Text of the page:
Since early 2020 the effects of COVID-19 have transformed the everyday lives of our citizens and businesses. This rapid transformation has challenged everyone to adapt to new, digital ways of doing business, learning and accessing public authorities.
In 2022 the war in Ukraine has affected the world – including the digital sphere – in unforeseen ways. The intentional destruction of infrastructure in Ukraine, including digital infrastructure, illustrates the need for resilience in communication networks in order to prevent the risk of regions being isolated. It also demonstrates how important it is that we can rely on our communication networks to ensure availability and continuity of essential services for our citizens. In addition to the cyber-attacks in Ukraine, we have also seen a growing trend of organized cyber-crime on an international level. Therefore, a high level of security in the digital services that our societies rely on, has become increasingly important.
We, the Nordic and Baltic ministers of digitalisation, have committed to ensuring that our region maintains its position as a leader in digitalisation, and that everyone in the region benefit from digitalisation regardless of age, wealth, education or level of digital skills.
One important factor that helps ensure a strong level of digitalisation in the region is the trust citizens put in digital services from the public sector – be it at regional, national or local level. In order to keep up this high level of trust, we need to continue our efforts to make our digital public services human centric and accessible. Moreover, we need to focus on making our communications infrastructure, digital services and data secure. Robust and secure digital services, safeguarding users' privacy and ensuring that personal data are stored and processed in a trustworthy way, are crucial to the citizens' sustained trust in digital services.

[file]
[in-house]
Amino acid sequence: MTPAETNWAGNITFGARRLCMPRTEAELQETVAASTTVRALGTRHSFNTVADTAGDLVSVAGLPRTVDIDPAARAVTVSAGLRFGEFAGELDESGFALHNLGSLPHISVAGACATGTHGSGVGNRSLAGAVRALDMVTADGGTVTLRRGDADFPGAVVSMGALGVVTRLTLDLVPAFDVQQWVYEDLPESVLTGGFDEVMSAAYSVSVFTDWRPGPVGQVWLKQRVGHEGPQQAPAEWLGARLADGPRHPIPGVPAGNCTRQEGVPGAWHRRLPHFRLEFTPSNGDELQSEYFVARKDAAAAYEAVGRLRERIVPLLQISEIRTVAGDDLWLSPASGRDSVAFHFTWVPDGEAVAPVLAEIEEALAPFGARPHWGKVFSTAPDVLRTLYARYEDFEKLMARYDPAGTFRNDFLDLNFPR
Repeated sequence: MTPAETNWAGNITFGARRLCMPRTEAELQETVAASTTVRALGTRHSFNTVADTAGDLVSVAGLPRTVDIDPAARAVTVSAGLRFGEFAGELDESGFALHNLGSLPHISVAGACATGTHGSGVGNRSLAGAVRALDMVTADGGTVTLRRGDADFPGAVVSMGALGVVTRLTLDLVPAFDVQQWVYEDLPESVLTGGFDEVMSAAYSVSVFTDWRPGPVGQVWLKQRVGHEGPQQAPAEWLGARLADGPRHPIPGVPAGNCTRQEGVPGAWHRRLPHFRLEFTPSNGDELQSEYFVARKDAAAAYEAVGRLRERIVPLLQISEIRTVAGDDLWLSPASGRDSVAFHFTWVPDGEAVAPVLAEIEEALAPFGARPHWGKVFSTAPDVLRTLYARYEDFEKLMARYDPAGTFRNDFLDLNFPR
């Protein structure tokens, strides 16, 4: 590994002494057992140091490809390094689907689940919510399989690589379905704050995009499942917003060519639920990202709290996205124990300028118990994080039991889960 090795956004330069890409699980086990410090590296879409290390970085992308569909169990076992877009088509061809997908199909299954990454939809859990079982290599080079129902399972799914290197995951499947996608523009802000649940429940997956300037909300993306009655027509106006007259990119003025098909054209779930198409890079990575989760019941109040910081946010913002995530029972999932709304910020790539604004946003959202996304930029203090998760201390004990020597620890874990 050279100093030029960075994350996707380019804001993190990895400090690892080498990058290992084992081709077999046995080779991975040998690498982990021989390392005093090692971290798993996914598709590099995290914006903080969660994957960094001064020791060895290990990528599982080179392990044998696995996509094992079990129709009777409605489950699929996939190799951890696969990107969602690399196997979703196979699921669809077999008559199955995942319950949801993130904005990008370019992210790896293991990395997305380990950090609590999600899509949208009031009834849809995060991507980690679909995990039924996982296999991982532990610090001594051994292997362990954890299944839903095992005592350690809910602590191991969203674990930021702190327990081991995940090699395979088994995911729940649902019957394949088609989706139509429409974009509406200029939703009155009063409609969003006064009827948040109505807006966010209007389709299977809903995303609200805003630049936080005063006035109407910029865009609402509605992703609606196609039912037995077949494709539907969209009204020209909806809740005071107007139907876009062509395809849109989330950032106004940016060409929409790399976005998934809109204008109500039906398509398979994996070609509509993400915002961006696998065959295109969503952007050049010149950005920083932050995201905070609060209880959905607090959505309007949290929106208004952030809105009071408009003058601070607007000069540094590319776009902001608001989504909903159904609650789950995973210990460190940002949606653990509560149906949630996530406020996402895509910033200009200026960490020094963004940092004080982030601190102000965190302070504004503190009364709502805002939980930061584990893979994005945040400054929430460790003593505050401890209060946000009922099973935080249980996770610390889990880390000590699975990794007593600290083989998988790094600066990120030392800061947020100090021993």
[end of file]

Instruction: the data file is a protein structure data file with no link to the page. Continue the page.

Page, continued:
We, the Nordic and Baltic ministers of digitalisation, find it valuable to cooperate and exchange information and experiences in order to ensure reliable digital infrastructures, as well as necessary competence and capacity to recognise and deal with cyber incidents or attacks.
This type of cooperation is vital to achieving resilience in information management and digital security. No sectors, and few, if any, states, can manage their digital risks and vulnerabilities alone. We, the Nordic and Baltic ministers for digitalisation, therefore want to ensure that our cooperation in the digital field also extends to digital security, in particular in digital public services. Our region staying at the forefront of digitalisation is contingent on a high level of cyber- and information security.